|Nikon D7100« »||5.4 in||4.2 in||3.0 in||27.0 oz||950||Y||Feb 2013||1,199||Nikon D7100|
|Panasonic GM5« »||3.9 in||2.4 in||1.4 in||7.4 oz||220||n||Sep 2014||749||Panasonic GM5|
|Panasonic G6« »||4.8 in||3.3 in||2.8 in||13.8 oz||340||n||Apr 2013||599||Panasonic G6|
|Panasonic GM1« »||3.9 in||2.2 in||1.2 in||7.2 oz||230||n||Oct 2013||749||Panasonic GM1|
|Panasonic G5« »||4.7 in||3.3 in||2.8 in||14.0 oz||320||n||Jul 2012||599||Panasonic G5|
|Panasonic GH2« »||4.9 in||3.5 in||3.0 in||15.6 oz||330||n||Sep 2010||899||Panasonic GH2|
|Note: Measurements and pricing do not include easily detachable parts, such as interchangeable lenses or optional viewfinders.|
Any camera decision will obviously take relative prices into account. The listed launch prices provide an indication of the market segment that the manufacturer of the cameras have been targeting. The G7 was launched at a markedly lower price (by 91 percent) than the M Typ 240, which puts it into a different market segment. Usually, retail prices stay at first close to the launch price, but after several months, discounts become available. Later in the product cycle and, in particular, when the replacement model is about to appear, further discounting and stock clearance sales often push the camera price considerably down. Then, after the new model is out, very good deals can frequently be found on the pre-owned market.
The size of the sensor inside a digital camera is one of the key determinants of image quality. A large sensor will generally have larger individual pixels that offer better low-light sensitivity, provide wider dynamic range, and have richer color-depth than smaller pixels in a sensor of the same technological generation. Further, a large sensor camera will give the photographer additional creative options when using shallow depth-of-field to isolate a subject from its background. On the downside, larger sensors are more costly to manufacture and tend to lead to bigger and heavier cameras and lenses.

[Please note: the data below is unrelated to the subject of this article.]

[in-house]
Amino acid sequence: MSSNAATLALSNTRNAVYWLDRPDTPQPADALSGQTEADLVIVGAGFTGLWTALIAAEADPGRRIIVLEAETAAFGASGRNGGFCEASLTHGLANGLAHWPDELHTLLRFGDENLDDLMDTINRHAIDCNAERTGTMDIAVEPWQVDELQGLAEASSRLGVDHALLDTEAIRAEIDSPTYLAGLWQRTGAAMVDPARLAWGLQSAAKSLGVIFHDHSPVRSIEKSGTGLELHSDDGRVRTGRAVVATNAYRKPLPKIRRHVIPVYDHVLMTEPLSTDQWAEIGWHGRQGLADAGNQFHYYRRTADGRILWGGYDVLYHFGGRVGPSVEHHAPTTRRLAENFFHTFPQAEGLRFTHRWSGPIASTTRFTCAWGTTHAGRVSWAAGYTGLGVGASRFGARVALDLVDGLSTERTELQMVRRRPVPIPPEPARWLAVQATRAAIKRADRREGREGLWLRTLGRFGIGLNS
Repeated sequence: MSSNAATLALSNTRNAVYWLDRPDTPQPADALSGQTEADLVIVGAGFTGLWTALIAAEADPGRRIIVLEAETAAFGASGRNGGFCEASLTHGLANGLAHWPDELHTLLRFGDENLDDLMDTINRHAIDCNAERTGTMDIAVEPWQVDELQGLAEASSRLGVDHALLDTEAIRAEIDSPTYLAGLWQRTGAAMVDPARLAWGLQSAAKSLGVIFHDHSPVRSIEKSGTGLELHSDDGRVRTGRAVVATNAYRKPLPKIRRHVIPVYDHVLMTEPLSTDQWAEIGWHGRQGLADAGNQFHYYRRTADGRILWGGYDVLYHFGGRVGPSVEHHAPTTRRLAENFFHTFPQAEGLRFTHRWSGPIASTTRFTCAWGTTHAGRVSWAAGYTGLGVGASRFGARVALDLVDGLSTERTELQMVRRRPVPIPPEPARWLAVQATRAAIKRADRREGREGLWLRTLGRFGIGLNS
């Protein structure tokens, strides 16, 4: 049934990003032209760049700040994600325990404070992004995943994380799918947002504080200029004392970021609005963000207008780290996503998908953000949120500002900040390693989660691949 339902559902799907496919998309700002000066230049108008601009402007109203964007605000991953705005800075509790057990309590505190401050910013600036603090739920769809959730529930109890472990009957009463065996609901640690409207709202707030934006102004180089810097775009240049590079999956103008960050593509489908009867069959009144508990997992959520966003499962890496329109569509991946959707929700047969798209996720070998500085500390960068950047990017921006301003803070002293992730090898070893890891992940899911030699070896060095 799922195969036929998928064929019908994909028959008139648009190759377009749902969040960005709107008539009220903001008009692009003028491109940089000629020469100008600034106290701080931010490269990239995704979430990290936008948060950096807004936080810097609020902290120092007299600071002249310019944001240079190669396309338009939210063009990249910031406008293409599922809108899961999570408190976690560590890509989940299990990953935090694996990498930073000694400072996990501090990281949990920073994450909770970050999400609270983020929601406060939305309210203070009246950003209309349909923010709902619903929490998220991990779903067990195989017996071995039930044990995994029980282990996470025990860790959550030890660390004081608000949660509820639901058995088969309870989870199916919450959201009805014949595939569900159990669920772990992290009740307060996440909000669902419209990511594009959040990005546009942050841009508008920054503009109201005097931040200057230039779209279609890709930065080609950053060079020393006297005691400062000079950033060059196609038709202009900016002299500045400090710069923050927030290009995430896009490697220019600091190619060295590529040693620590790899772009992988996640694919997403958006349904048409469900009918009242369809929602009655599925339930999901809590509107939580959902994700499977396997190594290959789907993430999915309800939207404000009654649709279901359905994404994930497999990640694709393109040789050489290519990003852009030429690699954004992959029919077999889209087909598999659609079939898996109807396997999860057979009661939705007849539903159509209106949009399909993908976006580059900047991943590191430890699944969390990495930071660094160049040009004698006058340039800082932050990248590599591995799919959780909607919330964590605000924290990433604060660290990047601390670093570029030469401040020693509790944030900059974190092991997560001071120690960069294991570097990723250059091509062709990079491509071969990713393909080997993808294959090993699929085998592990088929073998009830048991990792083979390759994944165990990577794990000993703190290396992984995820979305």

Of the two cameras under consideration, the Leica M Typ 240 features a full frame sensor and the Panasonic G7 a Four Thirds sensor. The sensor area in the G7 is 74 percent smaller. As a result of these sensor size differences, the cameras have a format factor of, respectively, 1.0 and 2.0. The sensor in the M Typ 240 has a native 3:2 aspect ratio, while the one in the G7 offers a 4:3 aspect.
Technology-wise, both cameras are equipped with CMOS (Complementary Metal–Oxide–Semiconductor) sensors.
With 23.7MP, the M Typ 240 offers a higher resolution than the G7 (15.8MP), but the M Typ 240 nevertheless has larger individual pixels (pixel pitch of 6.01μm versus 3.77μm for the G7) due to its larger sensor. However, the G7 is a much more recent model (by 2 years and 7 months) than the M Typ 240, and its sensor will have benefitted from technological advances during this time that further enhance the light gathering capacity of its pixels.
The resolution advantage of the Leica M Typ 240 implies greater flexibility for cropping images or the possibility to print larger pictures. The maximum print size of the M Typ 240 for good quality output (200 dots per inch) amounts to 29.8 x 19.9 inch or 75.6 x 50.5 cm, for very good quality (250 dpi) 23.8 x 15.9 inch or 60.5 x 40.4 cm, and for excellent quality (300 dpi) 19.8 x 13.3 inch or 50.4 x 33.7 cm. The corresponding values for the Panasonic G7 are 23 x 17.2 inch or 58.3 x 43.8 cm for good quality, 18.4 x 13.8 inch or 46.7 x 35 cm for very good quality, and 15.3 x 11.5 inch or 38.9 x 29.2 cm for excellent quality prints.
The Leica M (Typ 240) has a native sensitivity range from ISO 200 to ISO 6400, which can be extended to ISO 100-6400. The corresponding ISO settings for the Panasonic Lumix DMC-G7 are ISO 160 to ISO 25600 (no boost).
For many cameras, data on sensor performance has been reported by DXO Mark. This service is based on lab testing and assigns an overall score to each camera sensor, as well as ratings for dynamic range ("DXO Landscape"), color depth ("DXO Portrait"), and low-light sensitivity ("DXO Sports"). The following table provides an overview of the physical sensor characteristics, as well as the sensor quality measurements for a selection of comparators.